Understanding ESXi CPU scheduling

With the customers running more denser clusters with bigger machines, lately we are seeing a lot of complains with CPU contention, higher CPU ready time confusion understanding Hyper threading, vNUMA. With this paper I wish to address few of the issues, following are the topics I intend to cover

  1. CPU scheduling
    1. Strict Co-scheduling
    2. Relaxed Co-scheduling
    3. CPU skew in virtual machines
    4. Reducing the vCPU
  2. Hyper Threading
  3. Right sizing your Virtual Machines
  4. Understanding NUMA
  5. Understanding Virtual Machine Geometry
  6. Myths around having odd number of CPU


Let us start with understanding how the CPU scheduling works for virtual machine. For the example, consider we have 1 CPU socket with 4 physical cores. Forget about the Hyper threading for now. Also I have 2 virtual machines, 1 with 4 VCPU and other with 2 VCPU.

Strict Co–Scheduling :- Now the CPU can schedule the VMs per time slot. For now consider the slot as a unit of time when the VMs can be scheduled.


During the first timeslot, the CPU will allocate all 4 cores to the VM1 with 4 VCPU. What happens in the VM2 with 2 VCPU can not be scheduled and has to go in a wait state. During this wait state the VM is ready but does not have CPU cores. This is called “CPU Ready“. Now the same is going to happen with VM1 during the second time slot. As a result the both VMs will have to wait and the vm performance is going to take a hit.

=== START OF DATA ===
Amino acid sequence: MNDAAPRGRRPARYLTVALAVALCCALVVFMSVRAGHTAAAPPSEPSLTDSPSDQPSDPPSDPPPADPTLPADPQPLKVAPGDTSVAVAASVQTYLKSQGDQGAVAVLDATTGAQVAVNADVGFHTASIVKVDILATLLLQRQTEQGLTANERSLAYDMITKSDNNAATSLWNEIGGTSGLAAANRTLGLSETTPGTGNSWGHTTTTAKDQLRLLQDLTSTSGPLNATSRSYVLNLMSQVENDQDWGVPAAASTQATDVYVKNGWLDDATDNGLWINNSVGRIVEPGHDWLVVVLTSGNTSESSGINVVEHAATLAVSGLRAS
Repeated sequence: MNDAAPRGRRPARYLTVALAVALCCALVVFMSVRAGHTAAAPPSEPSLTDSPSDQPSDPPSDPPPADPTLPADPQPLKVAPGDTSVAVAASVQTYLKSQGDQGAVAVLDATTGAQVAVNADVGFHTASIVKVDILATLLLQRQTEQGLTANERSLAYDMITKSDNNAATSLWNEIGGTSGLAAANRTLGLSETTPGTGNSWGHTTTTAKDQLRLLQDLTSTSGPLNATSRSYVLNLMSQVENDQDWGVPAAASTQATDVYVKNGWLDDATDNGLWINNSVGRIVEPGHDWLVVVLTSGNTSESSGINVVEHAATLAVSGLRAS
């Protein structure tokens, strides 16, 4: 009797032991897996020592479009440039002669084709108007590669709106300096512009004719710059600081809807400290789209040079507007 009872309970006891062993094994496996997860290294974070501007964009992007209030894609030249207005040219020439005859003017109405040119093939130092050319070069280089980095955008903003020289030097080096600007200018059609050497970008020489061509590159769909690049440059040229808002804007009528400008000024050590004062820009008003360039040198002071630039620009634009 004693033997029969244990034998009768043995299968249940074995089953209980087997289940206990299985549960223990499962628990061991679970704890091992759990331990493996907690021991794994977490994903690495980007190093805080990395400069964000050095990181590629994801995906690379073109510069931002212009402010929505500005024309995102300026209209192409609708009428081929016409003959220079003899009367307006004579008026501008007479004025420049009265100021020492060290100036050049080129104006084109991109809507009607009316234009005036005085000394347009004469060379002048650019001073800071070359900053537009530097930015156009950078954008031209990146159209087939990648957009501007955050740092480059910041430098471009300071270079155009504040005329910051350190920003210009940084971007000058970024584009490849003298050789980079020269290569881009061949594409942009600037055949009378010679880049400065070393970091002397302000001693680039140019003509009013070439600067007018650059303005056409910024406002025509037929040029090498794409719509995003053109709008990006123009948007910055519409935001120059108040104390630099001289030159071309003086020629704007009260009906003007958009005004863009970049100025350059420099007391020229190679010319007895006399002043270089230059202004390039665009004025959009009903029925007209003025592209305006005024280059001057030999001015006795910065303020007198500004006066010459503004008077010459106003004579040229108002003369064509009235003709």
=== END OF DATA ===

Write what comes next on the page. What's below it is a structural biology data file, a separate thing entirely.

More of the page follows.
This is a classic example of Strict Co-Sheduling. You may Notice that during the time slots T2 and T4 2 cores are wasted, this happens because the ESXi needs total of 4 free cores to schedule VM1.

If there was a VM3 with 2 vCPU, this could have been scheduled during this time slot.


Relaxed Co-Scheduling :-  In relaxed co-scheduler, the Virtual machine claims the available CPU cores while it needs more, it will still go ahead using the what ever it has to keep running. As a result some of the vcpu in the VMs will be performing slower than other.

The application is not aware of what is happening as it expects all the cores to run at same speed. While this does not waste any CPU slots and Cores, a new problem is introduced. This problem is called as “CPU Skew”.


Co-Stop :- Now if this continues the vcpu 3 and 4 will keep on falling back. If this value go over and above a certain limit the ESXi will start limiting the Cores and will start holding it back. This is called Co-stop, which will also effect CPU performance.

Reducing the Number of vCPU :- One way to solve the issue is to reduce the number of vCPU. Lets say VM1 with 4 VCPU has average usage of around 30%, by reducing the Number of vCPU to half, the average CPU usage will go almost double that is around 60%. Which is completely acceptable, the VM will still be performing at same speed but will not have “CPU ready” time.

Also there will not be any cores wasted.




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